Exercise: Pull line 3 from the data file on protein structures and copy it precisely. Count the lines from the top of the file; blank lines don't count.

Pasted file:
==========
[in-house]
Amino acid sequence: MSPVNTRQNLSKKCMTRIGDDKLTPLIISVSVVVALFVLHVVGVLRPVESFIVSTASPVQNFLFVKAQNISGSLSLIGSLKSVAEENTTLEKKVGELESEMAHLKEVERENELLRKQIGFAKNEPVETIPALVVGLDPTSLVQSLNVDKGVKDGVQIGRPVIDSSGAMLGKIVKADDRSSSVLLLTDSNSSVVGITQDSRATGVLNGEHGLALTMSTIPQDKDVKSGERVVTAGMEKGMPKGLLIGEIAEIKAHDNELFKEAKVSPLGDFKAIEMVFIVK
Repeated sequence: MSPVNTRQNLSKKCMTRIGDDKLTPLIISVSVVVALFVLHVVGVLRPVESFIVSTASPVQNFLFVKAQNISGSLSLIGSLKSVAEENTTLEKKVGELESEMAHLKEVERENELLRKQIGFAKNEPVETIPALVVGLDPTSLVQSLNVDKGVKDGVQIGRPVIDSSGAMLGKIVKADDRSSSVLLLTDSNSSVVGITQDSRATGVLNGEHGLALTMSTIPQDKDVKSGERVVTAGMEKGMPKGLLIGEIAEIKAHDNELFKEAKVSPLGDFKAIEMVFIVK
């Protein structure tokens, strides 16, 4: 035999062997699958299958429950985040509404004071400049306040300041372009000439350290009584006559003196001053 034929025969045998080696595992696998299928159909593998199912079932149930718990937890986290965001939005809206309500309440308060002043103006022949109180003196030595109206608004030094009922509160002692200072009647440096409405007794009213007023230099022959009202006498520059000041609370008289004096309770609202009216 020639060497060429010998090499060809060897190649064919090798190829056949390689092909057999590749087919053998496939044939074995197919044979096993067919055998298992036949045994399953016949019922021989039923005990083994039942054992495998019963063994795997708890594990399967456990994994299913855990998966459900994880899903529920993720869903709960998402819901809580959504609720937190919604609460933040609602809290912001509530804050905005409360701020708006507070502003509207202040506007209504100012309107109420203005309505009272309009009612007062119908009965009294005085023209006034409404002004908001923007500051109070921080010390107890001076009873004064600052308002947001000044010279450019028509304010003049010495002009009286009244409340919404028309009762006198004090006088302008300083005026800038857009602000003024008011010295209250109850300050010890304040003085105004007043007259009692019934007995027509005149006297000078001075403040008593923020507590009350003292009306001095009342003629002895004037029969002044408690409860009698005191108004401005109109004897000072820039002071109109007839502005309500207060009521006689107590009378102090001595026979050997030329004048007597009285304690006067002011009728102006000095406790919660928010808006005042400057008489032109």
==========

Repeated sequence: MSPVNTRQNLSKKCMTRIGDDKLTPLIISVSVVVALFVLHVVGVLRPVESFIVSTASPVQNFLFVKAQNISGSLSLIGSLKSVAEENTTLEKKVGELESEMAHLKEVERENELLRKQIGFAKNEPVETIPALVVGLDPTSLVQSLNVDKGVKDGVQIGRPVIDSSGAMLGKIVKADDRSSSVLLLTDSNSSVVGITQDSRATGVLNGEHGLALTMSTIPQDKDVKSGERVVTAGMEKGMPKGLLIGEIAEIKAHDNELFKEAKVSPLGDFKAIEMVFIVK